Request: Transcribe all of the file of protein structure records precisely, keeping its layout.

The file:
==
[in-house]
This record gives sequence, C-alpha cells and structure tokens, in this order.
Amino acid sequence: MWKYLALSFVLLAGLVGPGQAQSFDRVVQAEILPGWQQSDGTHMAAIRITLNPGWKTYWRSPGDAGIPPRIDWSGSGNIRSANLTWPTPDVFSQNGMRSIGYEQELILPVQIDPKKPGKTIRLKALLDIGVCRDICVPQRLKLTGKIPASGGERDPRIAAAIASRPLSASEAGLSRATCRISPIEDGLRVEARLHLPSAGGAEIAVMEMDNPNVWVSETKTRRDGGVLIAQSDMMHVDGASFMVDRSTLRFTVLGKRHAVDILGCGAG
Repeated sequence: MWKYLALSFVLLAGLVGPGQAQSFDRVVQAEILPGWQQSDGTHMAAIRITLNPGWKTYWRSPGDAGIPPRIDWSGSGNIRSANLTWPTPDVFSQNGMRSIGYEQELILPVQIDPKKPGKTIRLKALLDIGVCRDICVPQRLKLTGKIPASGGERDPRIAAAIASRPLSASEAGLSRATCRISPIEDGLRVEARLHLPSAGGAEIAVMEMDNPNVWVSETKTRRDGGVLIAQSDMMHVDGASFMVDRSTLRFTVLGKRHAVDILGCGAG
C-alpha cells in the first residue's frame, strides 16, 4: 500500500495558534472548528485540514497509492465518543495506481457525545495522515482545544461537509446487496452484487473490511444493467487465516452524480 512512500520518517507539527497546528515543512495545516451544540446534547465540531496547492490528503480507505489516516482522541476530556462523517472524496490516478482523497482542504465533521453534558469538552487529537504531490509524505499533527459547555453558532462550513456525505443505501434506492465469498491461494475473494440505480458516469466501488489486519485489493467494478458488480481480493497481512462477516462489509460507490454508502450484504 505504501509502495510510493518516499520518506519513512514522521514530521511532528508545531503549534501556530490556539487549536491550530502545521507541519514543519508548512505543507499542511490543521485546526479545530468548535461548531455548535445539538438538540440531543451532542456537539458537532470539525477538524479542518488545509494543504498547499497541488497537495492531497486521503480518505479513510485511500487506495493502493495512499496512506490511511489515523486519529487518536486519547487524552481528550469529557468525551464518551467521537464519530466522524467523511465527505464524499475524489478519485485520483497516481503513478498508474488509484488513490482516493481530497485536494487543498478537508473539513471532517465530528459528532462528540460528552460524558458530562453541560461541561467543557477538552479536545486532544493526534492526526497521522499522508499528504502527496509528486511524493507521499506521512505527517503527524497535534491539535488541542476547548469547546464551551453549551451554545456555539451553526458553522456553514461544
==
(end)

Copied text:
[in-house]
This record gives sequence, C-alpha cells and structure tokens, in this order.
Amino acid sequence: MWKYLALSFVLLAGLVGPGQAQSFDRVVQAEILPGWQQSDGTHMAAIRITLNPGWKTYWRSPGDAGIPPRIDWSGSGNIRSANLTWPTPDVFSQNGMRSIGYEQELILPVQIDPKKPGKTIRLKALLDIGVCRDICVPQRLKLTGKIPASGGERDPRIAAAIASRPLSASEAGLSRATCRISPIEDGLRVEARLHLPSAGGAEIAVMEMDNPNVWVSETKTRRDGGVLIAQSDMMHVDGASFMVDRSTLRFTVLGKRHAVDILGCGAG
Repeated sequence: MWKYLALSFVLLAGLVGPGQAQSFDRVVQAEILPGWQQSDGTHMAAIRITLNPGWKTYWRSPGDAGIPPRIDWSGSGNIRSANLTWPTPDVFSQNGMRSIGYEQELILPVQIDPKKPGKTIRLKALLDIGVCRDICVPQRLKLTGKIPASGGERDPRIAAAIASRPLSASEAGLSRATCRISPIEDGLRVEARLHLPSAGGAEIAVMEMDNPNVWVSETKTRRDGGVLIAQSDMMHVDGASFMVDRSTLRFTVLGKRHAVDILGCGAG
C-alpha cells in the first residue's frame, strides 16, 4: 500500500495558534472548528485540514497509492465518543495506481457525545495522515482545544461537509446487496452484487473490511444493467487465516452524480 512512500520518517507539527497546528515543512495545516451544540446534547465540531496547492490528503480507505489516516482522541476530556462523517472524496490516478482523497482542504465533521453534558469538552487529537504531490509524505499533527459547555453558532462550513456525505443505501434506492465469498491461494475473494440505480458516469466501488489486519485489493467494478458488480481480493497481512462477516462489509460507490454508502450484504 505504501509502495510510493518516499520518506519513512514522521514530521511532528508545531503549534501556530490556539487549536491550530502545521507541519514543519508548512505543507499542511490543521485546526479545530468548535461548531455548535445539538438538540440531543451532542456537539458537532470539525477538524479542518488545509494543504498547499497541488497537495492531497486521503480518505479513510485511500487506495493502493495512499496512506490511511489515523486519529487518536486519547487524552481528550469529557468525551464518551467521537464519530466522524467523511465527505464524499475524489478519485485520483497516481503513478498508474488509484488513490482516493481530497485536494487543498478537508473539513471532517465530528459528532462528540460528552460524558458530562453541560461541561467543557477538552479536545486532544493526534492526526497521522499522508499528504502527496509528486511524493507521499506521512505527517503527524497535534491539535488541542476547548469547546464551551453549551451554545456555539451553526458553522456553514461544